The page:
Hurricane Irene played matchmaker for the political odd couple of President Obama and New Jersey Governor Chris Christie. The potential 2012 rivals are unlikely allies in the debate over hurricane relief and they’re spending an awkward afternoon together tomorrow touring flood damage in Paterson.
Despite his repeated denials, Christie is viewed by many insiders as a possible opponent for the President’s re-election bid. Those who see Christie as a Republican challenger for Obama reportedly include some of the President’s own campaign advisors. In late May, Obama operatives began “digging for dirt” on Christie in case the Garden State Governor decides to run, according to the New York Post.
Christie has emerged as rising star on the right since he became the first Republican elected to statewide office in New Jersey for over a decade in 2009. He’s known for tough rhetoric and a strong opposition to tax increases. Christie’s admirers include Speaker of the House John Boehner, Henry Kissinger and Fox News Channel boss Roger Ailes. In late July, Christie sharply criticized Obama’s handling of the debt ceiling debate.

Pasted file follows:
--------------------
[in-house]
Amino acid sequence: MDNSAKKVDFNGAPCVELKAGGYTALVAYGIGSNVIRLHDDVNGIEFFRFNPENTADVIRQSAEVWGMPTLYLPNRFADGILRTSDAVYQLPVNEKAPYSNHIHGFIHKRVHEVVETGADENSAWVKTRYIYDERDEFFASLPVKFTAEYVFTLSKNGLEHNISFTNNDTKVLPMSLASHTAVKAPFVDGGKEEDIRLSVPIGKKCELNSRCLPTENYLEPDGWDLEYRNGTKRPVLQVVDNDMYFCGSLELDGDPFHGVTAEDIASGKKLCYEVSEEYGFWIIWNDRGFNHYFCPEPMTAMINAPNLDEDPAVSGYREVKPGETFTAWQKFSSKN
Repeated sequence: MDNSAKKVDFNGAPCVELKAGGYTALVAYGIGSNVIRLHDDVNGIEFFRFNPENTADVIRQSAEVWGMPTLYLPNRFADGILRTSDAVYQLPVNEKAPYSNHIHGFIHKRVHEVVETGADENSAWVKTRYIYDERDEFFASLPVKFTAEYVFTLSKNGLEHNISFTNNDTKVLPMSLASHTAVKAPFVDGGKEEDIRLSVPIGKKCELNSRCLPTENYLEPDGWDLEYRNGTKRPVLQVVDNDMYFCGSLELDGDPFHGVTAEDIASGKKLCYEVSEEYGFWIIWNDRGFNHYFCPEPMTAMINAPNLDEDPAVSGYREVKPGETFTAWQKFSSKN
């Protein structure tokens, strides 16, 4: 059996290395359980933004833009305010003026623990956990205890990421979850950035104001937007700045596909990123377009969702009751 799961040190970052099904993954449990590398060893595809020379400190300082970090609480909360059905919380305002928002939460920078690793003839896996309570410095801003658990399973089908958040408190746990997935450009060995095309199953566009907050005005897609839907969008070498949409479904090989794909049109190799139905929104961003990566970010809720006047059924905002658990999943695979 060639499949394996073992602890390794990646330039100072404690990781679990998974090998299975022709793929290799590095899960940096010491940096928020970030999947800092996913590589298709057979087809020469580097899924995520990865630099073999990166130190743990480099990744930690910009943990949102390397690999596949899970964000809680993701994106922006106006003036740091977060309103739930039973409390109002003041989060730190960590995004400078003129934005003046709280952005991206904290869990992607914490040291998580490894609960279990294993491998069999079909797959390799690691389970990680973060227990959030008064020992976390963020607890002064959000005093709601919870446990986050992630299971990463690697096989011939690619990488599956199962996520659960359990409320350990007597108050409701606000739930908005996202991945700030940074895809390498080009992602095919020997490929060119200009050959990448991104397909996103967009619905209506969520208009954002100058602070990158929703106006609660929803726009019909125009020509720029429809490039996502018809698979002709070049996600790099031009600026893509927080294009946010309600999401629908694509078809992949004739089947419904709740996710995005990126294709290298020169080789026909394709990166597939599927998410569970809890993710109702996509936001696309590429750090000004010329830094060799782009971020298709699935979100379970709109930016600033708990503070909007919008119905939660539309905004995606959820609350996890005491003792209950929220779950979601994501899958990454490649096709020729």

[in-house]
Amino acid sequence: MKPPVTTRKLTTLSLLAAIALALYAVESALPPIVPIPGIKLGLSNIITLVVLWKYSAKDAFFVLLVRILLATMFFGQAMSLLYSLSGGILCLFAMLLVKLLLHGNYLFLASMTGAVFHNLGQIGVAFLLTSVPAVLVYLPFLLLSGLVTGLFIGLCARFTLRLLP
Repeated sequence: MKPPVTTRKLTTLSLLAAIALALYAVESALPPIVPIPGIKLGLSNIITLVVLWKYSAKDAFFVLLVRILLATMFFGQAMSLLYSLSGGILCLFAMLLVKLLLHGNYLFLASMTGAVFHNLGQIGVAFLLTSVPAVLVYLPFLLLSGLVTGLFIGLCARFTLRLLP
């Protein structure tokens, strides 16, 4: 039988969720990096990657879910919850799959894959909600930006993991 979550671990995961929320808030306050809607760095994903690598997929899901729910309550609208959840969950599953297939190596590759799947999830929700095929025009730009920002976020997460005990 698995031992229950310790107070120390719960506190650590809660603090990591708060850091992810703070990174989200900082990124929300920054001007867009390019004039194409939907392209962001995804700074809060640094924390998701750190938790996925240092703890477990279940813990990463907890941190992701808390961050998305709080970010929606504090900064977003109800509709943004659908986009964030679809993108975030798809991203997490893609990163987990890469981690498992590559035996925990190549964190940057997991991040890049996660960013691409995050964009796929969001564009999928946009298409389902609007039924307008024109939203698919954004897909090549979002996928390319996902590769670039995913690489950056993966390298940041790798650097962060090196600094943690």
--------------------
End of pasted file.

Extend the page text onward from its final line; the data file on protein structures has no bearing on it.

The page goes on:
“He has to put his plan in writing and show it to people. … You can’t lead from behind,” Christie said.
Now, thanks to Irene, Obama and Christie find themselves thrust together. In the wake of last week’s storm, Obama clashed with Republicans led by House Majority Leader Eric Cantor, who say disaster relief must be offset by other spending cuts. Obama found an ally in Christie who came out against Cantor’s demand for offsets last week.
“I don’t want to hear about the fact that offsetting budget cuts have to come first before New Jersey citizens are taken care of. … We need the support now here in New Jersey, and that’s not a Republican or a Democratic issue,” Christie said.
Christie is parting ways with his fellow fiscal conservatives because he wants fast federal aid from Obama due to New Jersey’s estimated $2.1 billion in losses due to Irene. His quest for cash means the storm winds brought bromance in the air for Obama’s Jersey visit tomorrow. On Tuesday, Christie discussed the warm reception he’s planning to give Obama during the President’s approximately three hour tour of Paterson tomorrow.
“These storms are not Republican or Democratic storms and we don’t have a Republican or Democratic president — we have one president at the time … and I will be there on behalf of the people of New Jersey to welcome the president,” Christie said.